I thought I was so flawed, there was a need to far outwork everyone just to be equal.

Have you not felt broken at times?

We avoid people, stay around home, if we venture out we are looking for privacy, seclusion, the last thing we engage in is a crowd.

I have little need beyond a few valued attachments.

I have almost no need in expanding my tight circle.

I can see my childhood abuse in the way I live.

How about you?

Notice any behaviors different than normal adults.

How about your thought patterns, sense of safety, and danger?
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Depression for Dummies

. Smile, greet people with a little enthusiasm, say you feeling great, depression can hide in that smokescreen.

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Learn to sit in the middle of your depression, observe the feelings without assigning emotions.

Long-term Depression matures, it stabilizes, then builds resistance and strength with duration.

Realize PTSD and depression are two separate animals.

PTSD brings fear, intense anxiety from stored abuse, it is a highly active disorder with volatile energy.

Depression is the opposite, it rarely brings high energy or fires our fight it flight mechanism.

It lacks energy and drive, depression sucks the life out of us while PTSD scares the shit out of us.

Ptsd is comorbid with depression, they go hand and hand, but are completely different disorders.

It’s like a game of ping pong when both are active.

I would much rather deal with Ptsd symptoms than depression.

If you watch older soldiers or homicide detectives, many have an event, a crime scene they will never forget.

It is emblazoned in their psychic, the best efforts to bury this trauma fail hopelessly.

You can not unring a bell. How many hours have been spent trying to change an event, change our behavior, our response, our thought process?

I have an event in my life long-buried, that has surfaced.

It is emblazoned inside, carries intense shame, as it runs like a movie on its own.

I feel trapped, unable to escape, my PTSD skills do little to heal it.

Ten years of therapy, meditation, and daily practice have improved my PTSD, my depression resists.

It is tied to an event that haunts me, mine is different than a sadistic murder or the savagery of war, but it carries the same fear and damage.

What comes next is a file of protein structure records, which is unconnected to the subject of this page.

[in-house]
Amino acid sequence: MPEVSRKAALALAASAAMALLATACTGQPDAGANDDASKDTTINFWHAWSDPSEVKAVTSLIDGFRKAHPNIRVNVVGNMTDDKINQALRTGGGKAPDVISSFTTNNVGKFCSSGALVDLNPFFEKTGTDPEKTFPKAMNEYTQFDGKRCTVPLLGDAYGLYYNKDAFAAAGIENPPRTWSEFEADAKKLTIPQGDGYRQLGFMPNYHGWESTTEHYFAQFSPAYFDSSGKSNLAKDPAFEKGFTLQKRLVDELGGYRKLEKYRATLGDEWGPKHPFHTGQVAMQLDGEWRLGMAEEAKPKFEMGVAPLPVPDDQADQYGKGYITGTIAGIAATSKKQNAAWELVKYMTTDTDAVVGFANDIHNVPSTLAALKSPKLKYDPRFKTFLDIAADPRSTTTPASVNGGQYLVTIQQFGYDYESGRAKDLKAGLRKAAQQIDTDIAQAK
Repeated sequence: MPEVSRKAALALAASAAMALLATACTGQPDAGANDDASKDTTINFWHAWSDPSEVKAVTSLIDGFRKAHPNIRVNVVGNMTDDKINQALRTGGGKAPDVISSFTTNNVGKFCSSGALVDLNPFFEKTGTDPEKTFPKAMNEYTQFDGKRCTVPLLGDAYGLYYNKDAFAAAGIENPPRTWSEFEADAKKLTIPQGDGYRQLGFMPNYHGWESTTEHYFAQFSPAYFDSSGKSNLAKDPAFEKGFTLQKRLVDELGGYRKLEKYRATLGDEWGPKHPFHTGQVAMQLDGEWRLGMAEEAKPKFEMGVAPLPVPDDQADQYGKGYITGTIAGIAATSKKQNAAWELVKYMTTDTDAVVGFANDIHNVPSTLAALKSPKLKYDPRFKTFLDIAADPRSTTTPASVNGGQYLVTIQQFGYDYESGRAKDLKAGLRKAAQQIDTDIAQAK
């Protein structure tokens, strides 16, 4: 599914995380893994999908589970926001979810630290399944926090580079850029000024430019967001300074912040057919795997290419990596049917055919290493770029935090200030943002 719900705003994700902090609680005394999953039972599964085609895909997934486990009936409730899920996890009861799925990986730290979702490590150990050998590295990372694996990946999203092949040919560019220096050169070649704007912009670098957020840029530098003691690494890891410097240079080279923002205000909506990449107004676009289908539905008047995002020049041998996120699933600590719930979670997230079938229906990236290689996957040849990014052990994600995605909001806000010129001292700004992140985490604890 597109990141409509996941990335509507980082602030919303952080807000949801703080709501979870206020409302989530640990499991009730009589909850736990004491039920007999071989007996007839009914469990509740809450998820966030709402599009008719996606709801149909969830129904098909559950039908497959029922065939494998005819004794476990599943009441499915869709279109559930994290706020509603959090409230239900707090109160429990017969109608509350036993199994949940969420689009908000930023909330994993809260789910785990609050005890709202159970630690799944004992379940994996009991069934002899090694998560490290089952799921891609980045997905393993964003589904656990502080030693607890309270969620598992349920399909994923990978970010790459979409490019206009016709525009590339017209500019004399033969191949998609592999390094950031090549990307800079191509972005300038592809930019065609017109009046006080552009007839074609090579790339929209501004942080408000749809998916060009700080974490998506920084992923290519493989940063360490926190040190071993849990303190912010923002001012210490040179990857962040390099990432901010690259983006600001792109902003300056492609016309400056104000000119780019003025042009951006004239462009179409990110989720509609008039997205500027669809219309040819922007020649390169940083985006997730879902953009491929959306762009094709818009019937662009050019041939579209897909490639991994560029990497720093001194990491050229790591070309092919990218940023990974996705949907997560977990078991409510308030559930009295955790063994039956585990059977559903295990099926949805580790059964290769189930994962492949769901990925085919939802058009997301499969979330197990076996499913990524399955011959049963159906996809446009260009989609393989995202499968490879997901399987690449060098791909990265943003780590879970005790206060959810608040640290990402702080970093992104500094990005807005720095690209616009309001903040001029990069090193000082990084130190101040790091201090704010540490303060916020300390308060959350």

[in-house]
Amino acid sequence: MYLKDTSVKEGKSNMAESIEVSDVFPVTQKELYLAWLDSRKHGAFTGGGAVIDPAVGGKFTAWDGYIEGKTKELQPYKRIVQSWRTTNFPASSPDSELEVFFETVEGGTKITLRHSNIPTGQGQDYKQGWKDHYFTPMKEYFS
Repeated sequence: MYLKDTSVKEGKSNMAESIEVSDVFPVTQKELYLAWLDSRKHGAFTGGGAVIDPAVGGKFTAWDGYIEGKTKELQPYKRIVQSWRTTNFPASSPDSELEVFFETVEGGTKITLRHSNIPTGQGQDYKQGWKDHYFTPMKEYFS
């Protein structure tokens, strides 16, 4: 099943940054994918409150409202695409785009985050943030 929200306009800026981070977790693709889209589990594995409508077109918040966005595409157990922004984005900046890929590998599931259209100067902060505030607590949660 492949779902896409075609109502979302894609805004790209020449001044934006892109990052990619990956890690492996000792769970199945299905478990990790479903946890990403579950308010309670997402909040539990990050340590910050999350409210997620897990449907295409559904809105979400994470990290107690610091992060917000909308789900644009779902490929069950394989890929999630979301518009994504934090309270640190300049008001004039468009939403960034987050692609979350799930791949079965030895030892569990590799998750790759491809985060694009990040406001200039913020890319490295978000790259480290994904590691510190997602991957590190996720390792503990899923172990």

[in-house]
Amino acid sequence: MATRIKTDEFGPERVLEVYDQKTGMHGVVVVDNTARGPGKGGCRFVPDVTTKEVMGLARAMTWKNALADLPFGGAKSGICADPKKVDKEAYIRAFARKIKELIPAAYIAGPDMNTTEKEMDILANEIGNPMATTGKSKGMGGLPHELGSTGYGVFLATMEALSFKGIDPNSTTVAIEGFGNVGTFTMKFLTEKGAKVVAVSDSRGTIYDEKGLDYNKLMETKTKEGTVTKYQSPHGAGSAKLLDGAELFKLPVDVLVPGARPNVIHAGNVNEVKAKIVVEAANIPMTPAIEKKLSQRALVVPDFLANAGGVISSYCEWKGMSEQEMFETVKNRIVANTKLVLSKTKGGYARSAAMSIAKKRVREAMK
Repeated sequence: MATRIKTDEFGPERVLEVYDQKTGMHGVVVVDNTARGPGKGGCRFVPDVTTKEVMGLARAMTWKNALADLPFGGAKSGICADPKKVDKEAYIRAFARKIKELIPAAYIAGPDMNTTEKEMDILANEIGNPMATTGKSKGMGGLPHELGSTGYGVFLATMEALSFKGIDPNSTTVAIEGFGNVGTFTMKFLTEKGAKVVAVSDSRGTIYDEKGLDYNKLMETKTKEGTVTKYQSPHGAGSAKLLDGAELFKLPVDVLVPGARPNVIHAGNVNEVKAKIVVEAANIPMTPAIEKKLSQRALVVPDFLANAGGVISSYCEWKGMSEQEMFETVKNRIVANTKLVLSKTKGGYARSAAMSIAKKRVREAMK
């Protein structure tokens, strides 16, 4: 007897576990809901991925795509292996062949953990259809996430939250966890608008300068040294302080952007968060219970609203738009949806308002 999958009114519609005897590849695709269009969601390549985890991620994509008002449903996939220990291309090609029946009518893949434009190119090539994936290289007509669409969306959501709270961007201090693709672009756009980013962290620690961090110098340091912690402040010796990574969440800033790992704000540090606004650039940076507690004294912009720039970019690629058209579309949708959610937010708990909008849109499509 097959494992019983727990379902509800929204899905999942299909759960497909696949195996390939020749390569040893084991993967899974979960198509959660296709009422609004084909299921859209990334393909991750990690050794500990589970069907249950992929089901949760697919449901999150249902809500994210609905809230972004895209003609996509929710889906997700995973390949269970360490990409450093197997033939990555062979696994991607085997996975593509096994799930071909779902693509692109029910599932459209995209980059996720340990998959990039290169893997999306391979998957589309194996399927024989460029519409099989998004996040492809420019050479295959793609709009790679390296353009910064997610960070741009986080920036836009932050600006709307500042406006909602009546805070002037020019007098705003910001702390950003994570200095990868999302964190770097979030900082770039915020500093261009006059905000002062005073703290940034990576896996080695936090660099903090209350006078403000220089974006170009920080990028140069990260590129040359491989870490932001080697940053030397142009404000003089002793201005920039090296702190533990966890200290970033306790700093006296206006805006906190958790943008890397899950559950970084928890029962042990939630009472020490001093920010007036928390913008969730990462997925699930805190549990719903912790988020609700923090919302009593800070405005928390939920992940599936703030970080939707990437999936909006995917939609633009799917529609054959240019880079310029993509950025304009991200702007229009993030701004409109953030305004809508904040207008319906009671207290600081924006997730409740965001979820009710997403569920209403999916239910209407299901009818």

Ptsd brings such intense energy, fight or flight mechanism firing, high levels of anxiety.

Depression sucks the energy out of us.

Depression can save lots of money, we do not want to do anything or go anywhere.

I hide whether it is ptsd or depression.

One you avoid at all, costs, the other you seem to lose the ability to resist. . .

How much shame can a person endure?

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How……… DEEP…….does depression sink for a seriously abused kid, who reaches 70, weakened from chronic pain and PTSD, damaged to his core?

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I find myself beyond shame at times, beyond any familiar place, desires have no oxygen, life has become a wasteland.

Things are broken internally, worry, fear, and worthlessness haunt me.

I celebrate when darkness comes, in bed alone, all covered up, feeling safe that another day has been navigated.

It’s all inside my damaged brain.

I am broken.

Ptsd brought fear and intense anxiety, much different than depression, which links with my shame to power my destructive behaviors.

It’s like a deep well, a claustrophobic narrowness with no bottom, no light and little hope.

I have no explanation for the cruelty of birth and people.

Some of us abused kids have suffered a lifetime from the damage done.

We live a life of avoidance, non attachment, danger is a constant companion.

My life is entirely irrational, my mind has been fighting a war inside my head.

The physical damage has faded, the betayals never leave.

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Emotional Regulation: Yikes!!!!!!

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Excerpt: From Bessel A. van der Kolk, MD

“The Body Keeps the Score”

“When trauma emanates from within the family, children experience a crisis of loyalty and organize their behavior to survive within their families. Being prevented from articulating what they observe and experience, traumatized children will organize their behavior around keeping the secret, deal with their helplessness with compliance or defiance, and acclimate in any way they can to entrapment in abusive or neglectful situations.